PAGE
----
Our other energy crisis.

Our other energy crisis.

Our other energy crisis.

Making government work better.
May 11 2004 2:47 PM

Got Gas?

Oil isn't the only fossil fuel that's in crisis.

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Longer term, the gas picture is more complex. On the positive side, the higher prices may act as a kind of corrective to the supply imbalance, both by depressing American demand (many big industrial gas users are simply shutting down and moving to Europe, where gas is cheaper) and by encouraging companies to import LNG as fast as is politically possible. Higher gas prices—and the corresponding higher electricity prices—will also tend to make alternative energy sources look attractive: The high gas prices of 2000 helped touch off a boom in wind farms in the United States.

The downsides, however, are significant. U.S. electricity demand shows no signs of slowing, and that is likely to suck up any new gas supplies as quickly as they appear, keeping the gas market relatively tight. Tight markets are prone to volatility: There is no slack, no spare gas in the system to cover, say, an unexpected cold snap. Prices can whipsaw violently, which not only hurts consumers and businesses, but makes energy companies leery of investing in gas and LNG infrastructure, because they never know where the price will wind up—and thus, how quickly their investment will pay off. This reluctance, in turn, only further retards the expansion of gas supplies, which adds even more upward pressure to prices.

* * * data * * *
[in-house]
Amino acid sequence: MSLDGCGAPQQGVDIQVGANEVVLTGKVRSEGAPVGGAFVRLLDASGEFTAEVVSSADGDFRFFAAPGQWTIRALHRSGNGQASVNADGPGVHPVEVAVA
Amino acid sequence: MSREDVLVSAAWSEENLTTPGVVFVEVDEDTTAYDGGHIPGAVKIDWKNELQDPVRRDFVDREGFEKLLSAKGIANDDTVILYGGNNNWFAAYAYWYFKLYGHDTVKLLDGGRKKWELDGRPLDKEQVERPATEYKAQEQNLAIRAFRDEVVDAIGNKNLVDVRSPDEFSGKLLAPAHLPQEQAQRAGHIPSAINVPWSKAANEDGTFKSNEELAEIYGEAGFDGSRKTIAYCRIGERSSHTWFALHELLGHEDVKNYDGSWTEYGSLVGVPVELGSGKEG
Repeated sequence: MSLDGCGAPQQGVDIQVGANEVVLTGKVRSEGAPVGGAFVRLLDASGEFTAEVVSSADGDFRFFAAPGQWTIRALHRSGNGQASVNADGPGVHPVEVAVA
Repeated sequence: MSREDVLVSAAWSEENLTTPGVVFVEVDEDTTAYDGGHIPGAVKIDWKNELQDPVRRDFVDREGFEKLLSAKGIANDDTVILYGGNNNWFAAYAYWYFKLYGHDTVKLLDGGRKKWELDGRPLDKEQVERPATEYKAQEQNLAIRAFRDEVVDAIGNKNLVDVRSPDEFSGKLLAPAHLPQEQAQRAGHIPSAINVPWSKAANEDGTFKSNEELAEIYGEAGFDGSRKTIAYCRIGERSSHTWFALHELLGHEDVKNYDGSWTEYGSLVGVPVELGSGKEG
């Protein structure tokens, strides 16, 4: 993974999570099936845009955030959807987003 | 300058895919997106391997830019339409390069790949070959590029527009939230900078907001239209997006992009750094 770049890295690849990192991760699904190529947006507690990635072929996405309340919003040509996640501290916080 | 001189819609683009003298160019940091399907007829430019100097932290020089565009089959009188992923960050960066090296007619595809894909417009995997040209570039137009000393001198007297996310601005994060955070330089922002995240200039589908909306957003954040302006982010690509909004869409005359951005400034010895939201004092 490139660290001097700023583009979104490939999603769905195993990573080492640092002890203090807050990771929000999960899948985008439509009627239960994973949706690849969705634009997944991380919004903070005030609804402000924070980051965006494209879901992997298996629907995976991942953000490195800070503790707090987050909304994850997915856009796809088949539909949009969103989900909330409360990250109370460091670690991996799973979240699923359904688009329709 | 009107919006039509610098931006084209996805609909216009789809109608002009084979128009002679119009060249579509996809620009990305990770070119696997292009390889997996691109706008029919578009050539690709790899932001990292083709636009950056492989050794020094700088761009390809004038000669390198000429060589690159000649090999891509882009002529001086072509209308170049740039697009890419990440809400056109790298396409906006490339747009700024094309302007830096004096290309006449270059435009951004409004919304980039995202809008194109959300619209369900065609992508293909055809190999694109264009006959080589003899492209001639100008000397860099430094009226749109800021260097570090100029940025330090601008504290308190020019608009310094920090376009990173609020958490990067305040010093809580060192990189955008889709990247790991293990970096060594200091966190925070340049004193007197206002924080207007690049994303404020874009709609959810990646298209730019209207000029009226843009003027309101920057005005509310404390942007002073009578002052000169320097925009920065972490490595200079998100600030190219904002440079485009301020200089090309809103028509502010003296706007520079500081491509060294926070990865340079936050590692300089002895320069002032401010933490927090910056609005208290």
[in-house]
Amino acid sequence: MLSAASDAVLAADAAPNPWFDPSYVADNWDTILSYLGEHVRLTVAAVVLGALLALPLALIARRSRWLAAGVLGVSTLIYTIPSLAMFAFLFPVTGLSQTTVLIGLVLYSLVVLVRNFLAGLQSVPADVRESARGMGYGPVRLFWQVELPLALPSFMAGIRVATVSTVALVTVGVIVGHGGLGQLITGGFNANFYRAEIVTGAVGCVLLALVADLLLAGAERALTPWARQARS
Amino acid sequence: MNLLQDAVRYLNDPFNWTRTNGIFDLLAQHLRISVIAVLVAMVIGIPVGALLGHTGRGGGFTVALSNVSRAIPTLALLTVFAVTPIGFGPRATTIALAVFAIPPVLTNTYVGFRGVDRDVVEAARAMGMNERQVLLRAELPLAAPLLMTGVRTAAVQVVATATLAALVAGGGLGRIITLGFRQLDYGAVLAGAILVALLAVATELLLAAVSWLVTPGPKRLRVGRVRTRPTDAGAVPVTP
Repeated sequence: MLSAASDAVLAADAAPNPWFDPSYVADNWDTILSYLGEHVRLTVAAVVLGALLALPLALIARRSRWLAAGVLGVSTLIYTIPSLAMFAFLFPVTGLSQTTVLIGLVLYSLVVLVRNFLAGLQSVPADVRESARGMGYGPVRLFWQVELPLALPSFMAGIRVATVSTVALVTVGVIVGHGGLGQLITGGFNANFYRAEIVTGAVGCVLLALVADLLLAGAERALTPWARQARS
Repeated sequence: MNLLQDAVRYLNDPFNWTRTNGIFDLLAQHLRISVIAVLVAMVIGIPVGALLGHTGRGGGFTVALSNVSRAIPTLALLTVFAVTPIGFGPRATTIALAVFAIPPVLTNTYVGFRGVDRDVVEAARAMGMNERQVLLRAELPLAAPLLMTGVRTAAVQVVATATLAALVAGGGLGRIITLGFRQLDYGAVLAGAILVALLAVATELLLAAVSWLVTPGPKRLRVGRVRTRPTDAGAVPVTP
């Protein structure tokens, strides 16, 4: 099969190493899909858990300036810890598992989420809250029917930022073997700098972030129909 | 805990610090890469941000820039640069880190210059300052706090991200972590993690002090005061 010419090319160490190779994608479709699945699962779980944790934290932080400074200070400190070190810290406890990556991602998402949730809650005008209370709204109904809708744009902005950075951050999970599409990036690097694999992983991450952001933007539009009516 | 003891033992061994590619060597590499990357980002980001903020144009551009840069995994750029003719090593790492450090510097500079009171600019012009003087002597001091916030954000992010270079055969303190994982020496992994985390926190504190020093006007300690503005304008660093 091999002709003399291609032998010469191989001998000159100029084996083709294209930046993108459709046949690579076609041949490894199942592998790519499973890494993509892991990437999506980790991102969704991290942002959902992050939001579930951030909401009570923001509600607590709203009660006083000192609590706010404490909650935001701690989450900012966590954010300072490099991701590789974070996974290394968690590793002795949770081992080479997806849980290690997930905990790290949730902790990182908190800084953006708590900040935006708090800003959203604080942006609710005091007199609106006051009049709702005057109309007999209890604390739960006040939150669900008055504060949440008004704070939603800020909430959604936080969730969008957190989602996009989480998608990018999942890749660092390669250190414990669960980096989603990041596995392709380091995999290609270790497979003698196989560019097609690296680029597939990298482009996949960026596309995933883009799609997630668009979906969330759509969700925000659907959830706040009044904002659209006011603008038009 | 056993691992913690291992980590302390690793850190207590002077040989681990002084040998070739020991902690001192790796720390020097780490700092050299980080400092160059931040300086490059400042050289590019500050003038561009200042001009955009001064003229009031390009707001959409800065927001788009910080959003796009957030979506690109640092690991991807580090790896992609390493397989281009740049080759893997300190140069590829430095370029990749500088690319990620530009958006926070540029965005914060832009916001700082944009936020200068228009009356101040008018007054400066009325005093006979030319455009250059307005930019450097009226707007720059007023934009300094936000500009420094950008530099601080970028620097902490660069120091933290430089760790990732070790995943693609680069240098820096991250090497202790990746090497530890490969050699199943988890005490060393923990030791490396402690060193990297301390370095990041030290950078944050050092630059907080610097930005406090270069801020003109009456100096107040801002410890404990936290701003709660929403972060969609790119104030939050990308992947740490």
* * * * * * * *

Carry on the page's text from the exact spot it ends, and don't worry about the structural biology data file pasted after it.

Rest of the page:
But the biggest loser may be the emerging vision of a gas economy. If markets remain tight, we'll be so busy trying to supply our power plants that we won't have much gas left over for any new applications—for, say, making synthetic gasoline, or hydrogen for fuel cell cars, or microgrids, or any of the other elements that might make up a new energy economy. To be sure, markets have a way of correcting themselves. High prices will eventually bring on new supply, especially in the form of imports, and this new supply will eventually help fuel the transition to a cleaner energy system. But it won't happen as quickly as it might have, and this delay could prove costly. For every year we remain with the existing energy economy—generating our power with coal, or running our cars on oil—will not only increase the damage to the environment, but also make it harder and more expensive to change to something better.

Paul Roberts is a journalist specializing in resource economics. His latest book, The End of Food, was published in June.